Considering that Pesky Home Record

Fine win today for the Florida Marlins against the Washington Nationals — great pitching and timely home runs will do the trick.

When we look at the Marlins today and consider all the bad things that have happened (injuries to pitching staff, strikeouts, errors, all those games Jorge Julio blew) the one stat that stands out is the poor home record (18-26). If the Fish had a decent wining home record, combined with the winning road record (25-22), they would be fighting for first place in the NL East.

So why have we failed? I think it comes down to two things — pitching and defense.

Historically, the Marlins have had good home records even in the worst of years. That has to do with the constant focus on pitching and defense. Starting with the second generation of the Marlins (around 1996), the team has always tried to have a strong defensive presence in the infield while sending out good pitchers. Dombrowski and Beinfest have both done great work bringing in talented arms throughout the years (think of the rotations in 1997, 2003, and 2006) and keeping a solid infield (think of the gold-glove caliber infield for most of this century).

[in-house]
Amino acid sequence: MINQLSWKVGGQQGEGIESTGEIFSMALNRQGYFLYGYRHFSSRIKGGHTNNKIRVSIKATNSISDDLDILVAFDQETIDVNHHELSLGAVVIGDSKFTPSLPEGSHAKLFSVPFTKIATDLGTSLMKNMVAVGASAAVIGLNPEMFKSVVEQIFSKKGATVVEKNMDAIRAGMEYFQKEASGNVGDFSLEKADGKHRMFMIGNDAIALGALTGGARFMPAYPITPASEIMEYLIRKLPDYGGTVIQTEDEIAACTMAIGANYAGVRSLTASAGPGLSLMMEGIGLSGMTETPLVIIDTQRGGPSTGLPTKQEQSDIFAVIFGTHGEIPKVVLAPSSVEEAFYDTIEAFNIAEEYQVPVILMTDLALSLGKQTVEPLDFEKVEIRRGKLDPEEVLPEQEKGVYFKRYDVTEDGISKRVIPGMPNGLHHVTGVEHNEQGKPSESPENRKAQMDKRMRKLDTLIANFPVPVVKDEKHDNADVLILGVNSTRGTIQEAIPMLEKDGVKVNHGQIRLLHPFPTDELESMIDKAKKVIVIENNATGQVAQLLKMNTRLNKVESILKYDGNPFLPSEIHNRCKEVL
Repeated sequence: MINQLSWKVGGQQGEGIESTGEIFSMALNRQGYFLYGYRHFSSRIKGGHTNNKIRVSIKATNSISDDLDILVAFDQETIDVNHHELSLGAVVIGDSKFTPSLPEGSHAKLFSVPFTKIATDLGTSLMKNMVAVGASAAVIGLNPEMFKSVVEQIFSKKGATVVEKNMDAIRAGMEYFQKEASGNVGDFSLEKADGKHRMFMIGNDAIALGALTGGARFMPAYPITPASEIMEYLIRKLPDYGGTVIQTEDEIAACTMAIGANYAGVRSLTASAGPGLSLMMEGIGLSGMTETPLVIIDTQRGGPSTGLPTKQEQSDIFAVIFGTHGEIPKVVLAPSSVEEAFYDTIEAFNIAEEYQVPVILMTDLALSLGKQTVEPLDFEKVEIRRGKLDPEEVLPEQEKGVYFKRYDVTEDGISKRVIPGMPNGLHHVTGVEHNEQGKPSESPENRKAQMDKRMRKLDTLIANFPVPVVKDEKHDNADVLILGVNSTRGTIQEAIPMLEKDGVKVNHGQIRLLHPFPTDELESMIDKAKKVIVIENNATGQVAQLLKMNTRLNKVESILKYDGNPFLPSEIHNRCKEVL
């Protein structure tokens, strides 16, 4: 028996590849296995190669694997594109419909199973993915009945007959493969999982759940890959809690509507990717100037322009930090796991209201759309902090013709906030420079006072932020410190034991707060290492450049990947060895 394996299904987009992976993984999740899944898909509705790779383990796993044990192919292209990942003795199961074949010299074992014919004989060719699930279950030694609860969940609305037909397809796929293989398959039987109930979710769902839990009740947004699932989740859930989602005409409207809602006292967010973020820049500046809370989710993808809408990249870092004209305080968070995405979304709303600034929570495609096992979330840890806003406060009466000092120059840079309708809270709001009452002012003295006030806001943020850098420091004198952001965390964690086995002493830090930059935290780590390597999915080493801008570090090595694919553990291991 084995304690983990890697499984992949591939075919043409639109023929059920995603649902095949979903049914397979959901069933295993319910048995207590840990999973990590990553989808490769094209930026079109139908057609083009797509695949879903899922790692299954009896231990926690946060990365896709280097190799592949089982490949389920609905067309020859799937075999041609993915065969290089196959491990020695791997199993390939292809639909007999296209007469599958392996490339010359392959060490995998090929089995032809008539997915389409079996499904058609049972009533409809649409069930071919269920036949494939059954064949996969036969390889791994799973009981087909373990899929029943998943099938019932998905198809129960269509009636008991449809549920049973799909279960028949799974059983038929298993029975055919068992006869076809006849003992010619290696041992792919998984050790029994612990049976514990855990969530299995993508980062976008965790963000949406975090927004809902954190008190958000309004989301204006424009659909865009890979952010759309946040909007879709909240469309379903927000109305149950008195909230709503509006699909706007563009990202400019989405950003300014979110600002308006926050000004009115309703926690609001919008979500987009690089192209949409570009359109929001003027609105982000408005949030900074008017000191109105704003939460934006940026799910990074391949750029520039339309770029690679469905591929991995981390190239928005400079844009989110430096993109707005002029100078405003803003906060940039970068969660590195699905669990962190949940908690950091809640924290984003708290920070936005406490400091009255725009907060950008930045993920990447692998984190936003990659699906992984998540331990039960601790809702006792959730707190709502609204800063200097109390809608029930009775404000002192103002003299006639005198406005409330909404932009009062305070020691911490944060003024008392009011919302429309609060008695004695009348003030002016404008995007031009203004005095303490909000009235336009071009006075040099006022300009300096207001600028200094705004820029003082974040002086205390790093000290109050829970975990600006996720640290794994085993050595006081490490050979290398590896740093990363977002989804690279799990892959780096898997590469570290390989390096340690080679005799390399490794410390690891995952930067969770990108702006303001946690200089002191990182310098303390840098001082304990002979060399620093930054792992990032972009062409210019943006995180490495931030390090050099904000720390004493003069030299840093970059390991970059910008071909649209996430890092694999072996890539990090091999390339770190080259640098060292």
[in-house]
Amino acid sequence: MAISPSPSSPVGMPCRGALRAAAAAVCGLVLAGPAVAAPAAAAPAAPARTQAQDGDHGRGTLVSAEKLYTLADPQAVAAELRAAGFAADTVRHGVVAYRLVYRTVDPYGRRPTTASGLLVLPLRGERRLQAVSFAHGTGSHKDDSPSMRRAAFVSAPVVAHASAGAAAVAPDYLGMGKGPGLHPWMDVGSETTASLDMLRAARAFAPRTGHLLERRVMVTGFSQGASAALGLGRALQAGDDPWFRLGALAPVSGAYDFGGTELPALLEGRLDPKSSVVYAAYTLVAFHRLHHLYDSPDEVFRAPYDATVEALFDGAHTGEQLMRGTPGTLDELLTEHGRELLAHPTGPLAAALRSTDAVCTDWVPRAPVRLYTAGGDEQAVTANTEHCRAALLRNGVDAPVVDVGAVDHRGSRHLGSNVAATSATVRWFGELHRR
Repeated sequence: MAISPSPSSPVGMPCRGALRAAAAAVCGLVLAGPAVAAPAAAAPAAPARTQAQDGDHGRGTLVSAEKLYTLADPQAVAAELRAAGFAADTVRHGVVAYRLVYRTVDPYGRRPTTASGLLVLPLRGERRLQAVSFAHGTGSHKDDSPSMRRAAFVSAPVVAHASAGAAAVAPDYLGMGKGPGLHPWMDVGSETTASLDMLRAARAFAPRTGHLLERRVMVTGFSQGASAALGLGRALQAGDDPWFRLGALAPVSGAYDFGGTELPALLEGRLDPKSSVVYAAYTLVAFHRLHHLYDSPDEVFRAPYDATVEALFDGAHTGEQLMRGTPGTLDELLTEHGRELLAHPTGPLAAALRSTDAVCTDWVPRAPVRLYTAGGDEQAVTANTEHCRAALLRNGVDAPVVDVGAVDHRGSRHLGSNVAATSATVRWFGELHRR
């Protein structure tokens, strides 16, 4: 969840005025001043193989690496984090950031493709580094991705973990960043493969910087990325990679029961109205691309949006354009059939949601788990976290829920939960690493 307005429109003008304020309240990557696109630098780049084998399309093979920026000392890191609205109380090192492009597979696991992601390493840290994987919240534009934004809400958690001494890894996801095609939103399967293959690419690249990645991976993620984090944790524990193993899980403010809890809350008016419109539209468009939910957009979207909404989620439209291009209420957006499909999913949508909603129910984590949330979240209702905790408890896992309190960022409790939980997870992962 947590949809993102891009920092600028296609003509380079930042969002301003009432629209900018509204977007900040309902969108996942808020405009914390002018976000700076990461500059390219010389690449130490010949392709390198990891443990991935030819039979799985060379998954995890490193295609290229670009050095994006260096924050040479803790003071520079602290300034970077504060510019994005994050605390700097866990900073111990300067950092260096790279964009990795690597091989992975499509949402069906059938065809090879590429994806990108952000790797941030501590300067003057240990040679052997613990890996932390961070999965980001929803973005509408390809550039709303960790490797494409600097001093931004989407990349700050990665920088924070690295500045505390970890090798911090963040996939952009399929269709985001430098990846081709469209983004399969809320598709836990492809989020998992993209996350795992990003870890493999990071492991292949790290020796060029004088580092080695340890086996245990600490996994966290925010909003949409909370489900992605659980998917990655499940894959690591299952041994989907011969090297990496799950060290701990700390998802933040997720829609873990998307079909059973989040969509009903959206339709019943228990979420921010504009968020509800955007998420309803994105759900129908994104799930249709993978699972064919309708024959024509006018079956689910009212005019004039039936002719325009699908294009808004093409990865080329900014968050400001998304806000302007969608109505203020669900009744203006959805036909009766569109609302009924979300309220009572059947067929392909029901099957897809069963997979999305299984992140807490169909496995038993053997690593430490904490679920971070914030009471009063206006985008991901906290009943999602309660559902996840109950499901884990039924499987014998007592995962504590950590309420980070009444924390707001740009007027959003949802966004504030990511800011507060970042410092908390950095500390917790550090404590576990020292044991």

Now, Joe Robbie/Pro Player/Dolphin Stadium is a pitchers park. Humid summer air combined with the a good infield, scoreboard in left, deep gaps, and the Bermuda Triangle means fewer home runs and quick outs on ground balls.

The 2007 Marlins are a great offensive team. They have power and speed in various positions. But they also have a crippled pitching staff and the defense has been horrible. So now, instead of us beating offensive teams in our defensive park with pitchers and defense, we are the offensive team without pitching and defense in a pitchers park.

This all brings us back to today’s win. Serio Mitre had 17 groundball outs and the Marlins showed some solid defense. The result? a 5-2 win.

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